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Five of the most iconic Euros goals ever

Patrick Shick wrote himself into European Championship folklore following a glorious goal in the Czech Republic’s 2-0 win over Scotland this week, the forward netting from almost 50 yards with no player in the competition’s history having ever scored from a further distance.

Shick’s superb effort already looks a strong favourite for the Goal of the Tournament at Euro 2020, whilst further history was made on Tuesday as Cristiano Ronaldo became the competition’s all-time record scorer – netting a brace in Portugal’s 3-0 win over Hungary.

Following an enthralling start to this summer’s tournament, we’ve decided to look back on some memorable moments from past editions.

Here are five of the most iconic goals in Euros history.

Antonin Panenka

Antonin Panenka is a name now forever etched into football history, following his audacious penalty during the 1976 final between Czechoslovakia and holders West Germany.

The attacking midfielder assumed responsibility for the decisive spot-kick after the final went to a shoot-out, the two teams unable to be separated after a 2-2 draw following extra-time.

Handed the opportunity to win the trophy for Czechoslovakia, Panenka showed incredible composure and audacity to lift his penalty down the centre of the goal, with German goalkeeper Sepp Maier powerless as he anticipated the ball going to his left.

It was a moment that immortalised Panenka with a chipped effort from the spot now named after the midfielder, who was named in the Team of the Tournament, before winning Czechoslovakia’s Footballer of the Year award after helping his nation to a third-placed finish four years later.

He scored 17 goals in 59 appearances at international level, but it is that one kick of a football that has cemented Panenka’s legendary status forevermore.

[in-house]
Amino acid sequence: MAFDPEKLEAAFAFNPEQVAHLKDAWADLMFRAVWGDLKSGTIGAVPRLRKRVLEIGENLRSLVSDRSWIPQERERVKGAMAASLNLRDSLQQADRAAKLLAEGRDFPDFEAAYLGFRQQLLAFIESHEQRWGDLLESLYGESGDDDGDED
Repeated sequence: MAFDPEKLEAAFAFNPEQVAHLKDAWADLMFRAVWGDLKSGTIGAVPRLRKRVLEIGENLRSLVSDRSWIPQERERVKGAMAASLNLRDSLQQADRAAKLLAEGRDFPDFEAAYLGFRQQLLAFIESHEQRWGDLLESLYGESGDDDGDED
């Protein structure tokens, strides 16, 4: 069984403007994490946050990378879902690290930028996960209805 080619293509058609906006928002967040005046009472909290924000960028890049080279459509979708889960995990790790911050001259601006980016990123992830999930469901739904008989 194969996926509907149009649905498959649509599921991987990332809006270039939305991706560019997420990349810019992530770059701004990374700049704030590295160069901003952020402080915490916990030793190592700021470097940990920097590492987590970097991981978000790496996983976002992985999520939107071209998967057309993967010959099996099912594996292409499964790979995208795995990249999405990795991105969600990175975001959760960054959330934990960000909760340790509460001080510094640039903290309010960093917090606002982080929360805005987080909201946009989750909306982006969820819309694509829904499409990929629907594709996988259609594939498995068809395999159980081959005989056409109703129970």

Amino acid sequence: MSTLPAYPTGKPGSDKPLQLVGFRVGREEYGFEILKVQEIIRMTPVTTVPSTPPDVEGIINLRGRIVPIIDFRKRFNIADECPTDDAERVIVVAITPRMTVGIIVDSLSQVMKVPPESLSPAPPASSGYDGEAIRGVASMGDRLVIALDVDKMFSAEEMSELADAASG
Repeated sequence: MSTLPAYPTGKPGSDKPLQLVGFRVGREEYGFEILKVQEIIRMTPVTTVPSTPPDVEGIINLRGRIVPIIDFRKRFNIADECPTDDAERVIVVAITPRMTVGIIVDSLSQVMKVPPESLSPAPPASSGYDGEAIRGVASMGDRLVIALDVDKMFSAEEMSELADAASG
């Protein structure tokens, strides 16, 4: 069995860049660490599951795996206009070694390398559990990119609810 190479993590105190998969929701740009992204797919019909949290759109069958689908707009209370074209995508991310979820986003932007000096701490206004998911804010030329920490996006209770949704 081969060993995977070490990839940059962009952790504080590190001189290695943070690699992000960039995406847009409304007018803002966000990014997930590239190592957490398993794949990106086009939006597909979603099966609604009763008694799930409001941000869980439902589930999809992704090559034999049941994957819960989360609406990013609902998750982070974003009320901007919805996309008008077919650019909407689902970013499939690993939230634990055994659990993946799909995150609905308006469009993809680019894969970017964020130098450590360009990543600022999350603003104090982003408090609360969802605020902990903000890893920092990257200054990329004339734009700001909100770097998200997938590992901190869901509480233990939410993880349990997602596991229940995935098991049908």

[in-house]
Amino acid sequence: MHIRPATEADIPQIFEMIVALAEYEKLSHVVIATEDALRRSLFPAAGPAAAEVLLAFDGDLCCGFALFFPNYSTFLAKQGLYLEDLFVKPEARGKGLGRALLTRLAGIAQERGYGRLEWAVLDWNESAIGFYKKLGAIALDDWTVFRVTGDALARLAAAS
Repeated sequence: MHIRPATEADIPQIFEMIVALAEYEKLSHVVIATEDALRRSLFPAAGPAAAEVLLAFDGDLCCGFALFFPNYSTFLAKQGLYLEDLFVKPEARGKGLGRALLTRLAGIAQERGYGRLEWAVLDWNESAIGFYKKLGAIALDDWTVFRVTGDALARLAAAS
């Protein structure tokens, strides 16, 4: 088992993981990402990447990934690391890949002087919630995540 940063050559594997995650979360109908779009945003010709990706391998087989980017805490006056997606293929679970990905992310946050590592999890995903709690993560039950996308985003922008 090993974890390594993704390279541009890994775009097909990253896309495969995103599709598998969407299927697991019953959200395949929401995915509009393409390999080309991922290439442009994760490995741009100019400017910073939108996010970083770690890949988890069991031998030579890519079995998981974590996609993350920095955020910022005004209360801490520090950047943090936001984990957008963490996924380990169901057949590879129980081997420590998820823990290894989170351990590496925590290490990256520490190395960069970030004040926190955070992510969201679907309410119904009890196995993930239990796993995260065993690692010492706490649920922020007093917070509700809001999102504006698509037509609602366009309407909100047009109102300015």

Marco van Basten

Perhaps the defining goal in European Championship history, Marco van Basten sealed the trophy for the Netherlands in 1988 with one of the most improbable and glorious goals ever witnessed.

A talented Dutch side had beaten both England and West Germany on their way to the final, where they faced a Soviet Union team who had edged the previous meeting in the group stage opener.

Ruud Gullit’s header had handed the Oranje the lead, before Van Basten’s moment of magic secured the Netherlands first major trophy success nine minutes into the second half.

There appeared little danger when Arnold Muhren’s diagonal pass was floated across the pitch towards Van Basten, the angle ever narrowing as the ball dropped from the sky in the forward’s direction.

What followed was an execution of technique that has yet to have been truly replicated at the highest level, a first-time volley from close to the byline that flew beyond the goalkeeper’s clutches.

Van Basten himself admitted in an interview to UEFA that his effort needed some good fortune, but this was a fantastic footballer who knew he had the capabilities to produce something genuinely special.

“You know, you need a lot of luck with a shot like that. Everything went well. It is one of those things that sometimes just happens. You try to do it, but you need so much luck and at that moment it was given to me, to do it at the right time.

“I can tell a lot of stories, but it was just a fantastic feeling. I have to be happy and thankful that such a moment was given to me and to Holland.

– Marco van Basten

Van Basten was fittingly named as European Footballer of the Year following his performances at the tournament, one of three career Ballon d’Or successes for one of the greatest Dutch footballers of all time.